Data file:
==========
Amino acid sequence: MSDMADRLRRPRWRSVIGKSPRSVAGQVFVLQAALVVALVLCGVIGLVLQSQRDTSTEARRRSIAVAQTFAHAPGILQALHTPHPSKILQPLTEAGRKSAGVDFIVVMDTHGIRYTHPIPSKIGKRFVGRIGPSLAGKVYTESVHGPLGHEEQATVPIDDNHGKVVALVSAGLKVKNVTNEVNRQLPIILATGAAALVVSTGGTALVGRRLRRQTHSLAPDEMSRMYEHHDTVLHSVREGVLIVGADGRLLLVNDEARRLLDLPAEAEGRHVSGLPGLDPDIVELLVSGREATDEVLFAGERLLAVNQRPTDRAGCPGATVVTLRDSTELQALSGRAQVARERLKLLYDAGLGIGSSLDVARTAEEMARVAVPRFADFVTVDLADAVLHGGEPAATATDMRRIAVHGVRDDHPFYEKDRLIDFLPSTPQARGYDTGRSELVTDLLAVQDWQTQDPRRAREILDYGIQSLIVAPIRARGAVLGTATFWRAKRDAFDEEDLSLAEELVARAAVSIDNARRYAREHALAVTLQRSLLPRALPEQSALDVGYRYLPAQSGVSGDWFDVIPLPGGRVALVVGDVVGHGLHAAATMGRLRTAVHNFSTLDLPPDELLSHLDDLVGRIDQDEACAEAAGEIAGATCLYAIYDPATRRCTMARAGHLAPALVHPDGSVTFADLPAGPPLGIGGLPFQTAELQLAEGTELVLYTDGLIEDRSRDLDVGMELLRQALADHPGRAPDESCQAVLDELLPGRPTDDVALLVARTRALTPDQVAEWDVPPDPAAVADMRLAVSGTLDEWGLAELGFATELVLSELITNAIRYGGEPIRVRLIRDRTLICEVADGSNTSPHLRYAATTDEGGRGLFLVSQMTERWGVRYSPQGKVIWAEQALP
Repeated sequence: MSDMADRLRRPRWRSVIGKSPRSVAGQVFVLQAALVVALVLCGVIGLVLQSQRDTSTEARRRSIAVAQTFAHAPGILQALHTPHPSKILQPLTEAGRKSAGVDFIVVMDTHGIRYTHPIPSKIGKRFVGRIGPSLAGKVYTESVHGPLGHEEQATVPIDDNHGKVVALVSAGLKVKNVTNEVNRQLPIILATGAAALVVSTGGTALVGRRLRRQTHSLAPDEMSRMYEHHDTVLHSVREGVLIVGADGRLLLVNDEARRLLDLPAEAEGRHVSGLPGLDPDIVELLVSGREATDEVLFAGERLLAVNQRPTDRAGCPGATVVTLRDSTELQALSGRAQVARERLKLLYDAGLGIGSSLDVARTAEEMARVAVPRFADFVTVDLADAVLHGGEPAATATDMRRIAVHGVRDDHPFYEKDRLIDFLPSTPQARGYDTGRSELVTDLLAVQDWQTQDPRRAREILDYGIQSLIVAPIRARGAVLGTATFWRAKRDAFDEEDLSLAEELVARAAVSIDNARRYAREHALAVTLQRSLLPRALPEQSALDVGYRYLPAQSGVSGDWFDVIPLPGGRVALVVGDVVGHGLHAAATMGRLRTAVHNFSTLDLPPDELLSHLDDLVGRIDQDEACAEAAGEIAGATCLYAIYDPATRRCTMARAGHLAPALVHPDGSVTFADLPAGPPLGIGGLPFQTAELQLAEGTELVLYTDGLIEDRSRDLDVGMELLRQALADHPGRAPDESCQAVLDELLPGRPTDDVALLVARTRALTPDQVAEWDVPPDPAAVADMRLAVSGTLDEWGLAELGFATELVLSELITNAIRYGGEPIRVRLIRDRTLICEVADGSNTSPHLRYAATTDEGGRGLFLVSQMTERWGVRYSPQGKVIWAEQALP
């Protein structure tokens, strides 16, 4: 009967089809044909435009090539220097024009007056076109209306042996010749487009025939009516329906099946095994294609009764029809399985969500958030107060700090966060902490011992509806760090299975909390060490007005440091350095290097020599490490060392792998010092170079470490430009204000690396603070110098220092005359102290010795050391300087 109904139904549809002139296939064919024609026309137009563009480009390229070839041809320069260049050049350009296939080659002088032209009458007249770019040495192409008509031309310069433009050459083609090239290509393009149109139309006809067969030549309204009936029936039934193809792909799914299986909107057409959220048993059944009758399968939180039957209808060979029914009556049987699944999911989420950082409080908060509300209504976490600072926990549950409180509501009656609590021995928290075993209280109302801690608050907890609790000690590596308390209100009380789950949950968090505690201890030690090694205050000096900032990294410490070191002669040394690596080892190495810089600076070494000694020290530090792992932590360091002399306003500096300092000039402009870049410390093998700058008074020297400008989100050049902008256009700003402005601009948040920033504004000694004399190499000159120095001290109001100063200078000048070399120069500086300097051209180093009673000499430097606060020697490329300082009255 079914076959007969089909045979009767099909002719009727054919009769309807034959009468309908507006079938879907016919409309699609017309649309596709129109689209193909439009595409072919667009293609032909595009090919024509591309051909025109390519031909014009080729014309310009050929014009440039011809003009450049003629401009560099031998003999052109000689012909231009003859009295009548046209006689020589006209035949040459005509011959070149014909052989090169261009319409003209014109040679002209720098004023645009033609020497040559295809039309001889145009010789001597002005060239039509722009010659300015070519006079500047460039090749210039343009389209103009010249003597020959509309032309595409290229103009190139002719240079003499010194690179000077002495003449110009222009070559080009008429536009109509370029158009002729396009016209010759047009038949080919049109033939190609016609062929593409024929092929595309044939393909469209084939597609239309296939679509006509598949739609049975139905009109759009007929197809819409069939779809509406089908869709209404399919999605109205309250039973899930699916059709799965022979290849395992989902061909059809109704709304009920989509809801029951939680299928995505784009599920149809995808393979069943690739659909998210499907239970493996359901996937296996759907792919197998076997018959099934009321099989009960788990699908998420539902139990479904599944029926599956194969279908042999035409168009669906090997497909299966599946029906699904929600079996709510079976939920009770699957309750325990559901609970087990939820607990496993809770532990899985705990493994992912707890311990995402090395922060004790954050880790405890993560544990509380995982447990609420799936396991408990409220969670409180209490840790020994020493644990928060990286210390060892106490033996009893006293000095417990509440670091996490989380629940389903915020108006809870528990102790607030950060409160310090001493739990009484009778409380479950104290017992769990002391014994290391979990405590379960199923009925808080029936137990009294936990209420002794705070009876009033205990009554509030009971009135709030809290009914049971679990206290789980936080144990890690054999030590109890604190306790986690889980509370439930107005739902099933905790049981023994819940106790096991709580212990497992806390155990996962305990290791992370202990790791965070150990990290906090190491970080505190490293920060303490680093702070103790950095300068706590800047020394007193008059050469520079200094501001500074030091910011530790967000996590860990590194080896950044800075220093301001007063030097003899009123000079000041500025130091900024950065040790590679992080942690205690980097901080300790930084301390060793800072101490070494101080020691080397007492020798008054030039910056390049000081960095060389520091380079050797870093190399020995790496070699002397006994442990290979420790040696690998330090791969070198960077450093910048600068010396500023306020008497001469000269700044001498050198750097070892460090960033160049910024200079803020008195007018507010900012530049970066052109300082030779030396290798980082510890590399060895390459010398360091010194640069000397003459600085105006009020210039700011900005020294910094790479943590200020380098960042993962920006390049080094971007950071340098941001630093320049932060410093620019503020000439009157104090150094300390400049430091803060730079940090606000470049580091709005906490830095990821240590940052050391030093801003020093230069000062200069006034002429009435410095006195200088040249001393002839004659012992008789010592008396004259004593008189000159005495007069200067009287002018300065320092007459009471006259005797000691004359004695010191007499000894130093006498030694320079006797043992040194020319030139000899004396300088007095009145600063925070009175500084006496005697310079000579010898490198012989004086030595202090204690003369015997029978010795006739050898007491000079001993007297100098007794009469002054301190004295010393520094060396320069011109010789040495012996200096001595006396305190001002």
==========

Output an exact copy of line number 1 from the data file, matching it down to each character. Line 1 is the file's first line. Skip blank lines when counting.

Amino acid sequence: MSDMADRLRRPRWRSVIGKSPRSVAGQVFVLQAALVVALVLCGVIGLVLQSQRDTSTEARRRSIAVAQTFAHAPGILQALHTPHPSKILQPLTEAGRKSAGVDFIVVMDTHGIRYTHPIPSKIGKRFVGRIGPSLAGKVYTESVHGPLGHEEQATVPIDDNHGKVVALVSAGLKVKNVTNEVNRQLPIILATGAAALVVSTGGTALVGRRLRRQTHSLAPDEMSRMYEHHDTVLHSVREGVLIVGADGRLLLVNDEARRLLDLPAEAEGRHVSGLPGLDPDIVELLVSGREATDEVLFAGERLLAVNQRPTDRAGCPGATVVTLRDSTELQALSGRAQVARERLKLLYDAGLGIGSSLDVARTAEEMARVAVPRFADFVTVDLADAVLHGGEPAATATDMRRIAVHGVRDDHPFYEKDRLIDFLPSTPQARGYDTGRSELVTDLLAVQDWQTQDPRRAREILDYGIQSLIVAPIRARGAVLGTATFWRAKRDAFDEEDLSLAEELVARAAVSIDNARRYAREHALAVTLQRSLLPRALPEQSALDVGYRYLPAQSGVSGDWFDVIPLPGGRVALVVGDVVGHGLHAAATMGRLRTAVHNFSTLDLPPDELLSHLDDLVGRIDQDEACAEAAGEIAGATCLYAIYDPATRRCTMARAGHLAPALVHPDGSVTFADLPAGPPLGIGGLPFQTAELQLAEGTELVLYTDGLIEDRSRDLDVGMELLRQALADHPGRAPDESCQAVLDELLPGRPTDDVALLVARTRALTPDQVAEWDVPPDPAAVADMRLAVSGTLDEWGLAELGFATELVLSELITNAIRYGGEPIRVRLIRDRTLICEVADGSNTSPHLRYAATTDEGGRGLFLVSQMTERWGVRYSPQGKVIWAEQALP